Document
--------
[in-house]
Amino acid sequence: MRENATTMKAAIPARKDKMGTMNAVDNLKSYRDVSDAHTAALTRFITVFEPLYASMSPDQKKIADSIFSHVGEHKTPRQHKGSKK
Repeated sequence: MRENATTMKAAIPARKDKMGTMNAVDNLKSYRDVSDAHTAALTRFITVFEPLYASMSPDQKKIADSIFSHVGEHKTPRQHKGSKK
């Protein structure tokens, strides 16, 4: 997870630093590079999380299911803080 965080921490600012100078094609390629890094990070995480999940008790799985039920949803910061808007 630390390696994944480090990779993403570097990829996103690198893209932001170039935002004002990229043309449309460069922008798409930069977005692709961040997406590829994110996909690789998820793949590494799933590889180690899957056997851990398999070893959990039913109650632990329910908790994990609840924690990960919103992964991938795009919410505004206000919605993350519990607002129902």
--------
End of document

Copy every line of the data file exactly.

[in-house]
Amino acid sequence: MRENATTMKAAIPARKDKMGTMNAVDNLKSYRDVSDAHTAALTRFITVFEPLYASMSPDQKKIADSIFSHVGEHKTPRQHKGSKK
Repeated sequence: MRENATTMKAAIPARKDKMGTMNAVDNLKSYRDVSDAHTAALTRFITVFEPLYASMSPDQKKIADSIFSHVGEHKTPRQHKGSKK
């Protein structure tokens, strides 16, 4: 997870630093590079999380299911803080 965080921490600012100078094609390629890094990070995480999940008790799985039920949803910061808007 630390390696994944480090990779993403570097990829996103690198893209932001170039935002004002990229043309449309460069922008798409930069977005692709961040997406590829994110996909690789998820793949590494799933590889180690899957056997851990398999070893959990039913109650632990329910908790994990609840924690990960919103992964991938795009919410505004206000919605993350519990607002129902």